Peninsula Ballet Theatre’s Dracula, October 26

14 Nov

The refurbished Fox Theater in Redwood City provides a lush movie heyday atmosphere, even though half the orchestra seats have been removed to provide a more multi-use venue. It  has the advantage of enough height so that it can fly scenery, making for real theater.

The Fox has become Peninsula Ballet Theatre (PBT)’s resident theater, organized originally  by modern dancer Richard Ford and ballet teacher Richard Gibson in 1967.  Gibson trained Kristine Elliott and Kenny Delmar among other serious dancers. Both Richards went on to other dance-related activities and both company and school was guided for some time by the late Ann Copozzi Bena and her daughter Rosine. The latter is now artistic director of the Sierra Nevada Ballet in Reno, and a certified teacher in the ABT curriculum.

A brief number of seasons ensued before Carlos Carvajal settled in for a nine-year run as artistic director utilizing competent dancers from a variety of schools for the annual ‘Nutcracker’ and a few programs of Carvajal ballets. Carvajal was responsible for engaging Chris Christensen as music conductor of “Nutcracker.” The production was distinctive because  local adult  individuals performed in the First Act, honing their roles through the years with remarkable skill. Carvajal added wonderful touches for the Act II variations. During the Carvajal tenure Claude Dietrich A. was commissioned by President Christine Leslie to design the company’s fluid logo.

Prior to Bruce Stieval’s arrival in 2009, the company was briefly directed by Michael Lowe and Mario Alonso,  dancers with Oakland Ballet when it was directed by Ronn Guidi.  Stieval, artistic director of Nevada Ballet Theatre following the retirement of founding artistic director Vassili Sulich, came to PBT with credits as chairman of the former Luxembourg International Ballet Competition, extensive directorial experience in Hong Kong, Korea and reputation as a master teacher internationally.  Christine Leslie, long-time PBT President, has become executive director of the organization and in charge of the re-activated school.

Stieval’s Dracula had the advantage of atmospheric music of the Polish composer Wojciech Kilar, awarded the 1992 ASCAP award for the musical he provided by Francis Ford Coppola’s film “Dracula.” The taped music, with the exception of the Johann Strauss II’s waltz in Act I, must have come from the movie’s score.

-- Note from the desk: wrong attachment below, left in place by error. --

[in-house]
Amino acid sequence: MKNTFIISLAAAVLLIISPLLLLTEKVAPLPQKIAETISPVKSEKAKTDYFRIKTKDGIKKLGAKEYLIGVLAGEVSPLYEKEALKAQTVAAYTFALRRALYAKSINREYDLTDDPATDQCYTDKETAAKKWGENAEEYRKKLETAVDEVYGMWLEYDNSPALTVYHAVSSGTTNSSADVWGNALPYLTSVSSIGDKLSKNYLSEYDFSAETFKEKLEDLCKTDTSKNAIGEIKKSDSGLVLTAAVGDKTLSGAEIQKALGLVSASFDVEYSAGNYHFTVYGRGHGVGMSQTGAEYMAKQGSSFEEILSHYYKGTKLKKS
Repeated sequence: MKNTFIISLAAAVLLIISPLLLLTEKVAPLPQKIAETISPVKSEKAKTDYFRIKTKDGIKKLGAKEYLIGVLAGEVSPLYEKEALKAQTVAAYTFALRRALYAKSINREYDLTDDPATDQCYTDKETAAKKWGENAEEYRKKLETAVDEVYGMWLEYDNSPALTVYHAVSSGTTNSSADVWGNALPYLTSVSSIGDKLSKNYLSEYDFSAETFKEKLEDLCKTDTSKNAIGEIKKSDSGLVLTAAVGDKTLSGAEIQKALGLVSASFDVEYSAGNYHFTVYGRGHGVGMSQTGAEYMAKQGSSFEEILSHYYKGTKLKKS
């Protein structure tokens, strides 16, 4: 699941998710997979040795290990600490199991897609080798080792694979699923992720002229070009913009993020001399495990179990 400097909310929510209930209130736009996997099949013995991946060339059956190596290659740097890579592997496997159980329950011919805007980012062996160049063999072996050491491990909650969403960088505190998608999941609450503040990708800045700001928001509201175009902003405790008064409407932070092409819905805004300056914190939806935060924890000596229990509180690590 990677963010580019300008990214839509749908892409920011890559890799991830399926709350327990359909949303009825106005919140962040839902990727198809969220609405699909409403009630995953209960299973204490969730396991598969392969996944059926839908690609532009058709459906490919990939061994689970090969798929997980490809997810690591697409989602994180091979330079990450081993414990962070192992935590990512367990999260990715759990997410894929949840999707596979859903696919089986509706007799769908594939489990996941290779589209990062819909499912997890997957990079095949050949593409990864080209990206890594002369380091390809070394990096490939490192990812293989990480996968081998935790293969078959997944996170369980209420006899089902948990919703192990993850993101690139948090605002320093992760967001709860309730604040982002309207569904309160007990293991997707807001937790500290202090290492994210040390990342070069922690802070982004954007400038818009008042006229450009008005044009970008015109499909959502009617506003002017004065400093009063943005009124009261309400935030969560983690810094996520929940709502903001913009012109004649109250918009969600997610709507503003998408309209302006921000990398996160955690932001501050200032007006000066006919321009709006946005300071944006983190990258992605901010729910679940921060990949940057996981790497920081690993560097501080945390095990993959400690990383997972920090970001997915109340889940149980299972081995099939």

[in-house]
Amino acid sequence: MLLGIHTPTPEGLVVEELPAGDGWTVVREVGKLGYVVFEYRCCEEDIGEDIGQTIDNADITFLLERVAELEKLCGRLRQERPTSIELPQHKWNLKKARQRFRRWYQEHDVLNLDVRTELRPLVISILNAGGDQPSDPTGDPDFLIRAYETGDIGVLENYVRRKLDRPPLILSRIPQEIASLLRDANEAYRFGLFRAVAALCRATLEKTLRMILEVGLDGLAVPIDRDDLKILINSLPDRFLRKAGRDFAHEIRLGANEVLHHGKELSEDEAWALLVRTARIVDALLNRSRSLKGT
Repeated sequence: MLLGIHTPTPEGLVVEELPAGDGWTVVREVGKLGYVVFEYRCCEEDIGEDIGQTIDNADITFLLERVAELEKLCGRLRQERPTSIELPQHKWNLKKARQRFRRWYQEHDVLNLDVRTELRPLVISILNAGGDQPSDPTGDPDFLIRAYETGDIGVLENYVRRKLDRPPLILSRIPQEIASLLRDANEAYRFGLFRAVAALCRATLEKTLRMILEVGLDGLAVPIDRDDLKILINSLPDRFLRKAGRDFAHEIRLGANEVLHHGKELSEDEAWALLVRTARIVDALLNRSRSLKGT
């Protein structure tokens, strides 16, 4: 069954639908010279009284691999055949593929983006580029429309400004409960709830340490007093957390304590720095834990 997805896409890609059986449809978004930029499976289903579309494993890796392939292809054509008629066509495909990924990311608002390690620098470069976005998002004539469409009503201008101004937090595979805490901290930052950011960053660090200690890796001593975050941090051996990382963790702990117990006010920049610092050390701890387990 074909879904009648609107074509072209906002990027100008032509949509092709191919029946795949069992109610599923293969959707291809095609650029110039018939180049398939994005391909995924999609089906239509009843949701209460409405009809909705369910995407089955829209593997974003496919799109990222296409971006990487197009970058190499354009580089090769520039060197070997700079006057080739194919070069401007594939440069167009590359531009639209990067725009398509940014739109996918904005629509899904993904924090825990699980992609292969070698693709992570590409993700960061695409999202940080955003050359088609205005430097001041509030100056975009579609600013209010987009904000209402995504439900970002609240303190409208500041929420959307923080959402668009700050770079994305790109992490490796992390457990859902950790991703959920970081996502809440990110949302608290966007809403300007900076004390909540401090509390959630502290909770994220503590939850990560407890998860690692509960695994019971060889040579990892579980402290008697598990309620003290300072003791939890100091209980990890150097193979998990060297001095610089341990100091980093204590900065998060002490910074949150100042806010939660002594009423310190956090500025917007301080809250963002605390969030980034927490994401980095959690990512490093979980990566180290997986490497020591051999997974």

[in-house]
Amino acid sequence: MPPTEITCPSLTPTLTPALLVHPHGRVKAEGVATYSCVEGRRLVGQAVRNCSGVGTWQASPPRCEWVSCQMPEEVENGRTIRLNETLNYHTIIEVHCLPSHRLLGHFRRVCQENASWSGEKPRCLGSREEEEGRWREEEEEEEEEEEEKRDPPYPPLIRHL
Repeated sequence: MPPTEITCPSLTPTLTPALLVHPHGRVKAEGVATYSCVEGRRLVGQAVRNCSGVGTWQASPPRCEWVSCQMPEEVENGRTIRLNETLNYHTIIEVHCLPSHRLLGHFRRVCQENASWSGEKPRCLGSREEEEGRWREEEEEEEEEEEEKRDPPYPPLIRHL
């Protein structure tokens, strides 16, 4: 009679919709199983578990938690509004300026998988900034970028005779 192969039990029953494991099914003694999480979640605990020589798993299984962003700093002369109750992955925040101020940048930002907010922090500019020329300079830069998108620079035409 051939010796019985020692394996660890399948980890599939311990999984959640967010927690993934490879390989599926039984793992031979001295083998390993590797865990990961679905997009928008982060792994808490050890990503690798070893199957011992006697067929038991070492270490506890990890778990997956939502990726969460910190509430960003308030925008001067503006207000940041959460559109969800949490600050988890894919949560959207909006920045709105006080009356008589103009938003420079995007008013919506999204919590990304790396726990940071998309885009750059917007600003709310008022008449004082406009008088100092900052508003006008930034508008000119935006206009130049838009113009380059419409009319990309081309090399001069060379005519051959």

In his conception Stieval switched  artistic Christian  forms from  Orthodox to  Roman, evidenced in the chapel where the central figure is Christ crucified, feet crossed. As a suicide Dracula’s dead wife is denied Christian burial.  Dracula’s curse to God turns him into a vampire.  The scene, enhanced by eight nuns and a priest, introduced guest artist Milos Marijan. His Dracula is a handsome young man, long tapering legs, excellent pirouettes and jetes.  On the agenda, rapid transitions of location, and fateful bedtime activities.

A Victorian garden scene followed where the music supplied is a Johann Strauss II waltz, chosen because Stieval could not retrieve similar music from the Kilar composition roster. The garden  backdrop conveyed more sunlit Italian piazza than dappled English garden.  Lucy, about to meet her death at the hands of Milos Marijan’s  Dracula, was danced by Amanda McGovern, enjoying the attentions of suitors Aiden DeYoung, Michael Dunsmore and Jacob Kreamer. Mina, guest artist Bojana Zegarac, appears, affianced to Jonathan,  a bystander. During a later stroll, Lucy and Dracula meet and Dracula starts his destruction.  Mina, walking in the garden, is drawn to Dracula.

Jonathan in the meantime is in Count Dracula’s castle in Transylvania to handle  business affairs; at night in bed he finds he must fend off three malevolent female figures, greedy for gore,  making for many lifts and females running around the bed .

In London, Lucy is attended by Professor Helsing a vampire authority, advising garlic clusters, the cross and holy water as protection. Alone, Dracula manages to circumvent the protections and drains Lucy’s blood.

Helsing and Lucy’s suitors discuss Lucy’s death and the way to release her soul.  Jonathan arrives. At the crypt she is missing;  she is searching for a victim.  She tries to lure Jonathan.  When her body lies in the crypt one of the quartet drives a stake in her heart to release her spirit.

You guessed it, Mina and Dracula meet in Mina’s bedroom .  Love springs between them and Mina offers herself to Dracula, so dying at his hands, she too can become a vampire.  The suitors arrive to save her, but Mina follows Dracula.

The countryside, en route to Dracula’s castle, sees the ensemble’s orgy while protecting a casket from which Dracula later appears.  Mina disappears and the suitors cope with disbursing Dracula’s wives.  The casket is lain at the altar, Dracula emerges.  Mina appears, the suitors fight to save her, and manage to kill Dracula.  Mina has disappeared, but then she arrives  Dracula enfolds her in his arms placing them both in the casket and closes the lid.

Stievel created his group scenes with skill, whether ecclesiastical, social or wildly rustic.  Given the plot some  pas de deux were predictable while beautifully executed by the guest artists. .  Because of the plot, a seamless progression from scene to scene is impossible, but overall it was enjoyable and absorbing.  I must say I rarely have enjoyed a bow as much as Zegarac’s,  the picture of graceful acknowledgment  was rendered at an angle  making one realize Belgrade’s Opera House’s former  royal box  must be close to stage left.

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